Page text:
My favorite line, from Justice Stevens (in dissent): “The Court’s blinkered and aphoristic approach to the First Amendment may well promote corporate power at the cost of the individual and collective self-expression the Amendment was meant to serve.” So freedom of speech is really a neoclassical or Benthamite exercise in which we aren’t trying to protect individual (let alone corporate) speech but are instead trying to maximize the total amount of self-expression in society.

In its recent obituary of Erich Segal, the Times cites the following cringe-inducing line, spoken by college-student protagonist Oliver Barrett IV, as a measure of the literary caliber of Segal’s novel Love Story: “Jenny, for Christ’s sake, how can I read John Stuart Mill when every single second I’m dying to make love to you?” This suggests that many a Justice, editorial writer, and pundit must have fallen prey to similar distractions in college. They certainly failed to read John Stuart Mill.

25 January 2010 at 1:36 pm 5 comments

Endogenous Indoctrination

| Dick Langlois |

I have been wanting for some time to write about an interesting paper by Gilles St. Paul called “Endogenous Indoctrination.” (I wasn’t familiar with his work, but he seems to do interesting things, including this.) Here’s the abstract:

Much of the political economy analysis of reform focuses on the conflict of interest between groups that stand to gain or lose from the competing policy proposals. In reality, there is also a lot of disagreement about the working of the policy: in addition to conflicting interests, conflicting views play an important role. Those views are shaped in part by an educational bureaucracy. It is documented that the beliefs of that bureaucracy differ substantially from those of the broader constituency. I analyse a model where this effect originates in the self-selection of workers in the educational occupation, and is partly reinforced by the insulation of the educational profession from the real economy (an effect which had been discussed by Hayek). The bias makes it harder for the population to learn the true parameters of the economy if these are favourable to the market economy. Two parameters that govern this capacity to learn are social entropy and heritability. Social entropy defines how predictable one’s occupation is as a function of one’s beliefs. Heritability is the weight of the family’s beliefs in the determination of the priors of a new generation. Both heritability and social entropy reduce the bias and makes it easier to learn that the market economy is “good,” under the assumption that it is. Finally I argue that the capacity to learn from experience is itself affected by economic institutions. A society which does not trust markets is more likely to favour labour market rigidities that in turn reduces the exposure of individuals to the market economy, and thus their ability to learn from experience. This in turn reinforces the weight of the educational system in the formation of beliefs, thus validating the initial presumption against the market economy. This sustains an equilibrium where beliefs and institutions reinforce each other in slowing or preventing people from learning the correct underlying parameters.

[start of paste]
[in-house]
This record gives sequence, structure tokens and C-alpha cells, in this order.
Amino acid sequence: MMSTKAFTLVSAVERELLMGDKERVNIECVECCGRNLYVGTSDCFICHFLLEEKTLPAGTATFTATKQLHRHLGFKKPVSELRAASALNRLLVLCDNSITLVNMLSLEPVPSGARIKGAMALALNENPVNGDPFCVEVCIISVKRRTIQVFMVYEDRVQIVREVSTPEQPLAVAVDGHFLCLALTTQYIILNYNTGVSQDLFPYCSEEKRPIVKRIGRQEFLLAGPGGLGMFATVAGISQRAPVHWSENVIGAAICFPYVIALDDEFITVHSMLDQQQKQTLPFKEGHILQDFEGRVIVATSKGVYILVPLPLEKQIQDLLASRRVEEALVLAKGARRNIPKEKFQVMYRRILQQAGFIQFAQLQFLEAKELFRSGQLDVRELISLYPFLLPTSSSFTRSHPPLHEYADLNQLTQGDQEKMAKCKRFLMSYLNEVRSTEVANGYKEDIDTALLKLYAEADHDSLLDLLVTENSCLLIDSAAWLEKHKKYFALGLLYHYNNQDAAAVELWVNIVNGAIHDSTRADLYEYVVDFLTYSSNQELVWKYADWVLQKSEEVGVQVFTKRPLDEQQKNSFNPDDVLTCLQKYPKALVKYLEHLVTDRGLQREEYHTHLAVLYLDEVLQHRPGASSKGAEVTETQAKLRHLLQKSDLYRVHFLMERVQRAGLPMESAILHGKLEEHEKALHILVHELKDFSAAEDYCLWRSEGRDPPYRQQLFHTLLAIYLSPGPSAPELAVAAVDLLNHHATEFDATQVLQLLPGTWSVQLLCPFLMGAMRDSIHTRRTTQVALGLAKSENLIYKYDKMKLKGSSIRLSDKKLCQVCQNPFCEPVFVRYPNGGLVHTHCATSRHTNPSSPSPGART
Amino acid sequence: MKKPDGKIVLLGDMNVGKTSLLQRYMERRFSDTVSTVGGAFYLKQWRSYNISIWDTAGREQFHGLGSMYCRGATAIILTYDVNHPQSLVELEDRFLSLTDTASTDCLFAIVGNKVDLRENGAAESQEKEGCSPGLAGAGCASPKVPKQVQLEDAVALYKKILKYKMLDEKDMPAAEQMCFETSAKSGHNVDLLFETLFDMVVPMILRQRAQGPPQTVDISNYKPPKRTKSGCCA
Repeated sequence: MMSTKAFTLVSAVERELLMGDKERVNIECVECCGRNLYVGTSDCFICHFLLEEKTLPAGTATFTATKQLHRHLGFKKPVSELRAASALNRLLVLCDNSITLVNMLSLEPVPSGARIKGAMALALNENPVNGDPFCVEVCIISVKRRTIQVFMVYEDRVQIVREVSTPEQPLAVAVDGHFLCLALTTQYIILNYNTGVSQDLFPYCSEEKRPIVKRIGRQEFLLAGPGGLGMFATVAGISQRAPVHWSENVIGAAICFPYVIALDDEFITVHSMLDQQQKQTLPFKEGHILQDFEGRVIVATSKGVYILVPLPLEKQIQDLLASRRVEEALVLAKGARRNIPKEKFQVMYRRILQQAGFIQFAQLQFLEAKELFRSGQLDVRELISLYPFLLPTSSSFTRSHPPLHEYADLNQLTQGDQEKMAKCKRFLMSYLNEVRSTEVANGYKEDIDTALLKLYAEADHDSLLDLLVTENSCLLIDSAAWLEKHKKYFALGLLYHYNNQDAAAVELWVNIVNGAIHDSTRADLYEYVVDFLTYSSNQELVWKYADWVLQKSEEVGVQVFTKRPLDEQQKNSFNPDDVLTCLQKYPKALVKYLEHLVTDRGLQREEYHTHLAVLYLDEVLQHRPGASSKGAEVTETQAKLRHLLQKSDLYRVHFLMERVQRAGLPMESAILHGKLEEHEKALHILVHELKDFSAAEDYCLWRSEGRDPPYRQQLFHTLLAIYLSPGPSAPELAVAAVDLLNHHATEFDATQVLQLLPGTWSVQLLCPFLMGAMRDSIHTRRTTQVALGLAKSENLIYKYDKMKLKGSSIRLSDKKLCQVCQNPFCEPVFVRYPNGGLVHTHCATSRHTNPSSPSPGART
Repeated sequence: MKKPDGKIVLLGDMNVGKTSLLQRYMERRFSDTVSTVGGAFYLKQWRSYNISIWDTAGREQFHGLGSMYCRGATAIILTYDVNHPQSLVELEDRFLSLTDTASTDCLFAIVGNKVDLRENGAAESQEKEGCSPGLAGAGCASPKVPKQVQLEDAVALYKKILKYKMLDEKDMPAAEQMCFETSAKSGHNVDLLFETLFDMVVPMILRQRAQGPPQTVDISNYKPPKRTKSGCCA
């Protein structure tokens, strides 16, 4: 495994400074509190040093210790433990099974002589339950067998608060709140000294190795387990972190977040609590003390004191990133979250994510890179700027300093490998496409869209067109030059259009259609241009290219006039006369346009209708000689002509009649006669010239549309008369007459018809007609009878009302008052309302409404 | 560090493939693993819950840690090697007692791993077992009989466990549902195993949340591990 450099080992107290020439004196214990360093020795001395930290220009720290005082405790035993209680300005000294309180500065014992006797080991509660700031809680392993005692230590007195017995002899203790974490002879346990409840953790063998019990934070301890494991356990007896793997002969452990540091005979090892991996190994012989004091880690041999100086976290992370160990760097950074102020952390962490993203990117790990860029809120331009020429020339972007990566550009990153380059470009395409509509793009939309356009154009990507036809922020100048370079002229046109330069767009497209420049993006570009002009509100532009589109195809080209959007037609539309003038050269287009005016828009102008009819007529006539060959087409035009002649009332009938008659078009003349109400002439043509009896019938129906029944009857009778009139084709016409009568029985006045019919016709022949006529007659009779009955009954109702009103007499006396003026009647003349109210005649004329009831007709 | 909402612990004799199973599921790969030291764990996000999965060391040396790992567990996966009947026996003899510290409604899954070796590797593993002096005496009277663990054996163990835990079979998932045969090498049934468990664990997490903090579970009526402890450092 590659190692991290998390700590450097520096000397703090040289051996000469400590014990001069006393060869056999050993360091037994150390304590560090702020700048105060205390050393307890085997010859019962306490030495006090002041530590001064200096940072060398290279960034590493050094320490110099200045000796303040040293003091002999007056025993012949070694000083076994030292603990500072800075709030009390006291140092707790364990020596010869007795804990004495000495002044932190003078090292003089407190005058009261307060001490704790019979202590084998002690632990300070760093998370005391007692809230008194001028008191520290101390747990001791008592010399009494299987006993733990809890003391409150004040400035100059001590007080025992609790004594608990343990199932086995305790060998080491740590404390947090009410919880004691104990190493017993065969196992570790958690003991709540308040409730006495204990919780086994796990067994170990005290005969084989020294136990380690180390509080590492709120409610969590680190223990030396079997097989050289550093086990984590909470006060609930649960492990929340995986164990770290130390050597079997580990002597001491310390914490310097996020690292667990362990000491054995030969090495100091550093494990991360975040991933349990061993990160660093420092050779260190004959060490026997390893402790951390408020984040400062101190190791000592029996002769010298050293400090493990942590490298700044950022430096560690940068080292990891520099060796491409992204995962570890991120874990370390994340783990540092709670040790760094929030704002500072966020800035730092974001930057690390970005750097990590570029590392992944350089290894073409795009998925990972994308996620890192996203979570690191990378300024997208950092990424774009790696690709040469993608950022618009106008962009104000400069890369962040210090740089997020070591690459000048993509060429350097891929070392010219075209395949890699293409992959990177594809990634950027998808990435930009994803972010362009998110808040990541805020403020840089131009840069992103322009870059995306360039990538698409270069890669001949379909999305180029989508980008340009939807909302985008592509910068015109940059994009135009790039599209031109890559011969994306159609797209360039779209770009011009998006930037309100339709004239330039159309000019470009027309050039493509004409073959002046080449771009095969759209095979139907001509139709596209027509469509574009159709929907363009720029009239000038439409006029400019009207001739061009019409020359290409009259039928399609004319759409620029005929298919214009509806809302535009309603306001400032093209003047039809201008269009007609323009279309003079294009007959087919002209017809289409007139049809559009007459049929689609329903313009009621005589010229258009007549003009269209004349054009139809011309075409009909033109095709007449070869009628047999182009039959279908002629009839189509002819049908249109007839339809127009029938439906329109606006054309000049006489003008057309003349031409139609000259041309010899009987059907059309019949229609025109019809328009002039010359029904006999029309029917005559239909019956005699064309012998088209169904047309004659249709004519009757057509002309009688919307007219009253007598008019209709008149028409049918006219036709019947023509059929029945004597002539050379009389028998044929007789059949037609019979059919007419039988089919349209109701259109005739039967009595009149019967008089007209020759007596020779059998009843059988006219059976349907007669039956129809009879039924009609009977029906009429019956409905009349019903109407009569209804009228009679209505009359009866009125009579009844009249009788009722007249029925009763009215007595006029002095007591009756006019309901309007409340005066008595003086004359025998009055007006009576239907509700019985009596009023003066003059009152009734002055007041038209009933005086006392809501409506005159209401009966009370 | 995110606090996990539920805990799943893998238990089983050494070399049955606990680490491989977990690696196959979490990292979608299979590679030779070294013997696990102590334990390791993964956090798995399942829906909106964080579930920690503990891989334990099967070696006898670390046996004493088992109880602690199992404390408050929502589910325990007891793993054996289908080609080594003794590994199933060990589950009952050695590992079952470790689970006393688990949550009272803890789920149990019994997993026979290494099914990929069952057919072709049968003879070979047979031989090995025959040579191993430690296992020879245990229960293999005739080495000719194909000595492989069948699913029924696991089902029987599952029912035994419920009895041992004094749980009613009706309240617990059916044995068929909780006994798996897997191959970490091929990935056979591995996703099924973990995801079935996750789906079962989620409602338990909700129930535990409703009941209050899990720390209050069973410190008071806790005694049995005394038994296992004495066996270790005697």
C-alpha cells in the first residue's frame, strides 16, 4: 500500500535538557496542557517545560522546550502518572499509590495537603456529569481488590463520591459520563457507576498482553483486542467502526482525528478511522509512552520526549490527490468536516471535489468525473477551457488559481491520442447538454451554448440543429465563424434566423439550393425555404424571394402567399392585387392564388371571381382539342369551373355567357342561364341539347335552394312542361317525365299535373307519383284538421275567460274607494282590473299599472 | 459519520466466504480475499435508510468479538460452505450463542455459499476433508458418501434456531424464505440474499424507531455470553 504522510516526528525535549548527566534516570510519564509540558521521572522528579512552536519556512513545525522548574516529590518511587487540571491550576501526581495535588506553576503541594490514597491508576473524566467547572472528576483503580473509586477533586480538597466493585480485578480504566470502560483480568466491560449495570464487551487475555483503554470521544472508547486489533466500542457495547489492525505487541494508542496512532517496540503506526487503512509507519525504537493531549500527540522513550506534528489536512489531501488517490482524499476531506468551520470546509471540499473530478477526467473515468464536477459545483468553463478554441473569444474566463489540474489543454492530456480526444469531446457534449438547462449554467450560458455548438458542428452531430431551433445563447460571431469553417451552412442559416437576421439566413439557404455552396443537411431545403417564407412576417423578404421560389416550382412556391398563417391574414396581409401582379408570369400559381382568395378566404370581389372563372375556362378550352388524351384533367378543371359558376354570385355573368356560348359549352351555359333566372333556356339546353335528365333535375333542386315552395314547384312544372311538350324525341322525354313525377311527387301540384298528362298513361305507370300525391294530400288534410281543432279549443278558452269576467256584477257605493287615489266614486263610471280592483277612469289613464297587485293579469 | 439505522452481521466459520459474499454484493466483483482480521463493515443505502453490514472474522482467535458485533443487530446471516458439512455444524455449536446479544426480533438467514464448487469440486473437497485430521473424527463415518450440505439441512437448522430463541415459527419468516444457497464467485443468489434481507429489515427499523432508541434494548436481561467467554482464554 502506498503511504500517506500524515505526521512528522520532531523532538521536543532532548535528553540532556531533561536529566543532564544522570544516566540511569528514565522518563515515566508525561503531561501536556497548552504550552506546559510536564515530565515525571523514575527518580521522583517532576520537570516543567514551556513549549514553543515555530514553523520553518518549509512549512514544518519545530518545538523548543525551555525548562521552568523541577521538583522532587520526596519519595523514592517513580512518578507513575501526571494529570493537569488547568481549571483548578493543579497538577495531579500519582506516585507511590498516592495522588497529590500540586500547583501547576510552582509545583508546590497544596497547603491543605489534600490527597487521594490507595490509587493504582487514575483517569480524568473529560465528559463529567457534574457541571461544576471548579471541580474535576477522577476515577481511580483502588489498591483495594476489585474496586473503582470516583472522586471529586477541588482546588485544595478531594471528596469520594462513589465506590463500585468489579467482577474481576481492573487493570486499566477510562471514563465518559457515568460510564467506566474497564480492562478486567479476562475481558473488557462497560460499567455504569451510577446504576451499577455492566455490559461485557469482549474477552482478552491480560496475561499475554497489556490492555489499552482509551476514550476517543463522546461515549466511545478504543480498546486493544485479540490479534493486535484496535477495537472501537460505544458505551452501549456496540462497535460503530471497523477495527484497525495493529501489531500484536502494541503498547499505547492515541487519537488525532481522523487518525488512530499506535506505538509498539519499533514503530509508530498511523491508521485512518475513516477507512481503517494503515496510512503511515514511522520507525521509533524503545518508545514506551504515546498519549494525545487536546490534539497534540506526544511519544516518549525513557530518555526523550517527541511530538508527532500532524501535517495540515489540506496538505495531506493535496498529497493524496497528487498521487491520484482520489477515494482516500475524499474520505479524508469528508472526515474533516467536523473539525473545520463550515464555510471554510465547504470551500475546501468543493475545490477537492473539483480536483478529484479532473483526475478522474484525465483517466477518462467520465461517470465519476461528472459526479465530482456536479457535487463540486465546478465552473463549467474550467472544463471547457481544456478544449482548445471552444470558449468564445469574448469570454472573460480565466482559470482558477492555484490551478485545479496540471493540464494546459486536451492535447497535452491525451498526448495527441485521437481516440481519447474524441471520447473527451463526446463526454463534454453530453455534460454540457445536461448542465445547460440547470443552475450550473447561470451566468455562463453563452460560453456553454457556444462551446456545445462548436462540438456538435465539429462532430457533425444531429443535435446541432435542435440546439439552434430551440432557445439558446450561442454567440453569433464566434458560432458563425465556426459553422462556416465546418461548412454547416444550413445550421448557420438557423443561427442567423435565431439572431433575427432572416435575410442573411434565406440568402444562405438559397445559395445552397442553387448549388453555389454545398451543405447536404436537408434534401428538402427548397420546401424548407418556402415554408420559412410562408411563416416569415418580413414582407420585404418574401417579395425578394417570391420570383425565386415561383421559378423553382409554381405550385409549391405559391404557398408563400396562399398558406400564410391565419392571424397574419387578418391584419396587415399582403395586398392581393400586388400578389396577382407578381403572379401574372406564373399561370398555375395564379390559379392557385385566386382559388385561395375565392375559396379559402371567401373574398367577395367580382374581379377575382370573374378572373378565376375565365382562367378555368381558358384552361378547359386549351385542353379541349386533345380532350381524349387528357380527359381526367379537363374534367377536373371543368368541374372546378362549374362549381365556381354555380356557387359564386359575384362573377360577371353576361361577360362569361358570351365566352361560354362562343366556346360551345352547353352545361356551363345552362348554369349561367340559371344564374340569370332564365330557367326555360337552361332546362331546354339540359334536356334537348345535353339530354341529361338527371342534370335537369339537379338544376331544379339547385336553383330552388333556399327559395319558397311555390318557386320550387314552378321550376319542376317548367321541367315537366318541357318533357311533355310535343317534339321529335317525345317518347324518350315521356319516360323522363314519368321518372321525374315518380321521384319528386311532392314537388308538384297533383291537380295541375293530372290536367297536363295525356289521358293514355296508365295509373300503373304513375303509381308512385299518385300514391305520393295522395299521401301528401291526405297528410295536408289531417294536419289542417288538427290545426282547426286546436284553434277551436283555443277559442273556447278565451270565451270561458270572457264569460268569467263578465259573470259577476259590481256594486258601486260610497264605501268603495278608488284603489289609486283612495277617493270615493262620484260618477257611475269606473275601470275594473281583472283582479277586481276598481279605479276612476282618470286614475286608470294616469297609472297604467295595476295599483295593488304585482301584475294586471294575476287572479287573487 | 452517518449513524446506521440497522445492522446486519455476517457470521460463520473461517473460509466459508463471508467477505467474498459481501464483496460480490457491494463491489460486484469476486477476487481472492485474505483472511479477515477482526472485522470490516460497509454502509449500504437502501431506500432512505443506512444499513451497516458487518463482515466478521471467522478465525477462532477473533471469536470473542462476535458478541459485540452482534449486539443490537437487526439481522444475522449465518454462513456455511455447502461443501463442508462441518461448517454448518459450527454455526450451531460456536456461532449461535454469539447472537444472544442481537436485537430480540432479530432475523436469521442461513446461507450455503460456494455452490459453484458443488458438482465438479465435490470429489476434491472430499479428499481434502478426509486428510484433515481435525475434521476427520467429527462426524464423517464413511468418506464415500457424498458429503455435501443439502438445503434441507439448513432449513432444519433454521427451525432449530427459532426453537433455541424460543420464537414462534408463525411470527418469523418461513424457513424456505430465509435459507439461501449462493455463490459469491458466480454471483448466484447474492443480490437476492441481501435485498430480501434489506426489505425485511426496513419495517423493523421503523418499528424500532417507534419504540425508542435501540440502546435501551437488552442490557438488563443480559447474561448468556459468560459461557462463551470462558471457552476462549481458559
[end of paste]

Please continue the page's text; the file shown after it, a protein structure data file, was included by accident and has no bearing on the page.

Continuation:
I was catalyzed to write today because of a related article I recently saw in the Times, which enthuses giddily about a paper called “Why Are Professors Liberal?” by two sociologists called Fosse [N. B. not Foss] and Gross. The Times lauds the paper for its sophistication and use of the quantitative. (more…)

24 January 2010 at 2:56 pm 6 comments

Top Scholar Presidents and University Performance

| Nicolai Foss |

Last Friday my unit at CBS, the Center for Strategic Management and Globalization, sponsored a seminar with Dr. Amanda Goodall, the author of Socrates in the Boardroom: Why Research Universities Should be Led by Top Scholars. (For an earlier O&M post on Goodall, see here). Not only did the upper CBS echolons show up (the Research Dean and the President — both highly cited scholars, BTW), but we also had a long and lively discussion. A highly undull seminar!

Goodall’s findings are mainly based on UK data. Roughly, they are that university rankings correlate rather closely with how well-cited the presidents of the relevant universities are, and that there is strong evidence of the research standing of presidents driving university performance. It is hard to understand why this finding (or the book in general) was dissed by Tyler as a “radical attack on economic reasoning” (here).